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jdap
20th May 2015, 05:28
Hi guys, in my last PPC the instructor ask me to prepare a take off data card on B-737/400, the weight wasn't no high so I decide not to use a improve climb instead I use a engine bleed off take off.
He told me that the priority is:
1- Use normal take off.
2-Improve climb.
3-And last resource engine bleed off take off.


Is that true?? if someone have a documentation about that please let me know where I can find it


Thanks.

john_tullamarine
20th May 2015, 05:59
Interesting.

In the first instance, an operator can schedule however it wishes so long as the protocol accords with AFM limitations/requirements and any local regulatory matters.

Consider -

1- Use normal take off.

Not a concern for the operation

2-Improve climb.

If you have the runway to spare and no restriction such as a close in noise abatement concern, this is the generally preferred option as it loads the dice towards the crew in the event of a problem during the takeoff. Caveat - not much sense using overspeed if that converts a non-limiting ASDR into a limiting situation.

3-And last resource engine bleed off take off.

Bleed off generally is only a desirable option if the takeoff is limited bleeds on and you can get the last few kilos required with bleeds off. There is little point in going bleeds off for the sake of it as it just interposes an additional risk for a post takeoff reconfiguration screw up ...

documentation ?

Probably not as this is an operator choice matter.


Me, I'd prefer

(a) overspeed (improved climb) if there is plenty of runway and no other considerations of note

(b) normal

(c) bleeds off only if that is the only way to make the RTOW.

FlyingStone
20th May 2015, 06:31
It's completely up to the company and/or captain. Some company use improved climb with bleeds off and on, some use it only with bleeds off, so in the end you may have 4 choices.

If you are not too heavy, so you can still use normal climb + bleeds off, you might consider using improved climb + bleeds off with assumed temperature. (There are companies who forbid this, most sensible ones don't though.)

I agree with John, using improved climb on short runways (especially when wet) when not neccessary isn't really very smart thing to do.

Note: Using improved climb will practically eliminate possibility of tailstrike on -400.

RAT 5
20th May 2015, 07:41
you might consider using improved climb + bleeds off with assumed temperature. (There are companies who forbid this, most sensible ones don't though.)

The idea of using improved climb and/or bleeds off is because the normal thrust setting will not be enough to haul your heavy weight off the runway within runway and climb limits. Thus you have already tried maximum thrust and found it not enough. Why then would you use the performance enhancing techniques and then use assumed temp? That's like driving and accelerating with your foot on the brake.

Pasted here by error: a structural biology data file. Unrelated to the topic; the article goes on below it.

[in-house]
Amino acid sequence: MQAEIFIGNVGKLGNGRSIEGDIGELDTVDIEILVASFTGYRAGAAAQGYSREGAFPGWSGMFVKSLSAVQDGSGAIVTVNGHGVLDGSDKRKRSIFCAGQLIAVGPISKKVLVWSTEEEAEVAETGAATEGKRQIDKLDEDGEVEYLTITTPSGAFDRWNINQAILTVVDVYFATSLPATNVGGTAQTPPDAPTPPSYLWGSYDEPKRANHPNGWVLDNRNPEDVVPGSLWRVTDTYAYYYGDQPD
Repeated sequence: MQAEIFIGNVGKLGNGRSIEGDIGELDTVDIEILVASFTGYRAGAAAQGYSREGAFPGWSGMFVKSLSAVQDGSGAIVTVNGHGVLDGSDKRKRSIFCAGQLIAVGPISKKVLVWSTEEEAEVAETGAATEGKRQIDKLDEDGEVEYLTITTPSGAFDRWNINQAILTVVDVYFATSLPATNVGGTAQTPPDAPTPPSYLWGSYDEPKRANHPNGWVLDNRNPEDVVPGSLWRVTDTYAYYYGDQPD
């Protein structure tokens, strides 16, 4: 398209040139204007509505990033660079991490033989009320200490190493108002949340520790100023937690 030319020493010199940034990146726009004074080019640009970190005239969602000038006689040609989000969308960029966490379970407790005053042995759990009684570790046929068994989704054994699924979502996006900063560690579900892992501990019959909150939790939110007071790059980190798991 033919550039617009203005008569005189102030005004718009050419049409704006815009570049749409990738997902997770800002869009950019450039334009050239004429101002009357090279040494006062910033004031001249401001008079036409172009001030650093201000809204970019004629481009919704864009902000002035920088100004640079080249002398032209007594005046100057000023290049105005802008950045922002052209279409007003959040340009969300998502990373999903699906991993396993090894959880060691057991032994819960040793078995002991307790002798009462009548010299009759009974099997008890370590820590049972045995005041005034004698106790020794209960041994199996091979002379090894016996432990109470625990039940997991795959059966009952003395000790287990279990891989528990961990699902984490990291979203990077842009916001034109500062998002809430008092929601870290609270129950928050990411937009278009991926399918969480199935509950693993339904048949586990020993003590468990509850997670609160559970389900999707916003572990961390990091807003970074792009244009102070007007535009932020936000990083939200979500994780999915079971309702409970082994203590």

Further: why use anything other than normal when NOT at a high weight? I don't get this use of improved climb as the 1st choice. There are many companies that don't have these charts because they are unnecessary in their network. They use extra thrust at higher weights. I don't understand the use of improved climb unless at high weights. The same applies to bleeds off. Why not KISS.

Denti
20th May 2015, 10:18
Improved climb can help with second segment limited take offs. In my outfit we use improved climb with credit for backward CG as standard and on the 737 that allows the maximum thrust reduction by combining derate and ATM (airbus doesn't have derates on the narrowbody types) which in turn reduces engine lease rates considerably. However, full climb thrust wherever useful (not the london TMA for example). That combination provides the least cost solution by combining the lowest possible thrust for take off and the least amount of fuel during climbout.

With today's software tools on the usual iPad based EFBs it is rather easy to get the best performance out of the plane, not much to do there except enter the conditions and let the software do its magic. So, why not use the best possible combination? It is as KISS as it gets.

Skyjob
20th May 2015, 10:51
As every operator has its own rule, it cannot be commented upon what has been set in place for your outfit.
It should be documented in your Part-B (or equivalent) what configuration order is to be used by crew. Using improved climb (IC) prior to bleeds off makes total sense as you get airborne with a normal air-conditioning system configuration, not one that requires reconfiguring adding to workload that could be avoided.

(There are outfits that always use Bleeds Off performance and reconfigure as part of their SOPs and After Takeoff Checklist, those airlines have optimised their takeoff weight in all cases, saving a bit of fuel on the takeoff and allow crew to assume as normal as this is their normal departure technique, they will subsequently also use Bleed Off IC if the need dictates...)